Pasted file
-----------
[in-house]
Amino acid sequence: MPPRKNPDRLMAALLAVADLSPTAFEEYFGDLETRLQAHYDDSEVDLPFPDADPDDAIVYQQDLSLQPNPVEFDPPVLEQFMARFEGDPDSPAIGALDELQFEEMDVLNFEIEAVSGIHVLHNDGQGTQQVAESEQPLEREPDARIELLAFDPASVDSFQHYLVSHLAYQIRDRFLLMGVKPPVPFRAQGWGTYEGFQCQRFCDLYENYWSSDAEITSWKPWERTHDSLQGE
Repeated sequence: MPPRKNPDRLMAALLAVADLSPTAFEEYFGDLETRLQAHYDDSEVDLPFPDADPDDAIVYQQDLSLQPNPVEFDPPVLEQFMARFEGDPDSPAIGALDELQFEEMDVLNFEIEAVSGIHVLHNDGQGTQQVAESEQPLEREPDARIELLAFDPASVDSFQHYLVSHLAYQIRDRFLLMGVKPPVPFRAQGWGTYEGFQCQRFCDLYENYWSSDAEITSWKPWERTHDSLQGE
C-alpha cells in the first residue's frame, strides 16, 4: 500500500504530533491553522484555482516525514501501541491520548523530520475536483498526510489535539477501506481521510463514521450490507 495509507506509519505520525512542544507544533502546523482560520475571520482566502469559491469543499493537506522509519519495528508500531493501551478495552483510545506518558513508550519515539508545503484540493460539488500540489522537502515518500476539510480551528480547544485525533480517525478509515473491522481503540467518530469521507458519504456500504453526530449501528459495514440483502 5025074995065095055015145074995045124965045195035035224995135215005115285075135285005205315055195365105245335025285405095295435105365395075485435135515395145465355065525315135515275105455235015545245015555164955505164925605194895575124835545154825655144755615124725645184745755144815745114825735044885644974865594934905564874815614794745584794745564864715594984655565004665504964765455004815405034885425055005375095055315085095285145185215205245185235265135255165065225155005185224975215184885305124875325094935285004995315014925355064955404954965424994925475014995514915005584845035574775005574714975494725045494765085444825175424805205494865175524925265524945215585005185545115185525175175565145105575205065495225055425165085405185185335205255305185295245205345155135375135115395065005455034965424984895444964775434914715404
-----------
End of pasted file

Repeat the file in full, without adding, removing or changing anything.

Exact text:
[in-house]
Amino acid sequence: MPPRKNPDRLMAALLAVADLSPTAFEEYFGDLETRLQAHYDDSEVDLPFPDADPDDAIVYQQDLSLQPNPVEFDPPVLEQFMARFEGDPDSPAIGALDELQFEEMDVLNFEIEAVSGIHVLHNDGQGTQQVAESEQPLEREPDARIELLAFDPASVDSFQHYLVSHLAYQIRDRFLLMGVKPPVPFRAQGWGTYEGFQCQRFCDLYENYWSSDAEITSWKPWERTHDSLQGE
Repeated sequence: MPPRKNPDRLMAALLAVADLSPTAFEEYFGDLETRLQAHYDDSEVDLPFPDADPDDAIVYQQDLSLQPNPVEFDPPVLEQFMARFEGDPDSPAIGALDELQFEEMDVLNFEIEAVSGIHVLHNDGQGTQQVAESEQPLEREPDARIELLAFDPASVDSFQHYLVSHLAYQIRDRFLLMGVKPPVPFRAQGWGTYEGFQCQRFCDLYENYWSSDAEITSWKPWERTHDSLQGE
C-alpha cells in the first residue's frame, strides 16, 4: 500500500504530533491553522484555482516525514501501541491520548523530520475536483498526510489535539477501506481521510463514521450490507 495509507506509519505520525512542544507544533502546523482560520475571520482566502469559491469543499493537506522509519519495528508500531493501551478495552483510545506518558513508550519515539508545503484540493460539488500540489522537502515518500476539510480551528480547544485525533480517525478509515473491522481503540467518530469521507458519504456500504453526530449501528459495514440483502 5025074995065095055015145074995045124965045195035035224995135215005115285075135285005205315055195365105245335025285405095295435105365395075485435135515395145465355065525315135515275105455235015545245015555164955505164925605194895575124835545154825655144755615124725645184745755144815745114825735044885644974865594934905564874815614794745584794745564864715594984655565004665504964765455004815405034885425055005375095055315085095285145185215205245185235265135255165065225155005185224975215184885305124875325094935285004995315014925355064955404954965424994925475014995514915005584845035574775005574714975494725045494765085444825175424805205494865175524925265524945215585005185545115185525175175565145105575205065495225055425165085405185185335205255305185295245205345155135375135115395065005455034965424984895444964775434914715404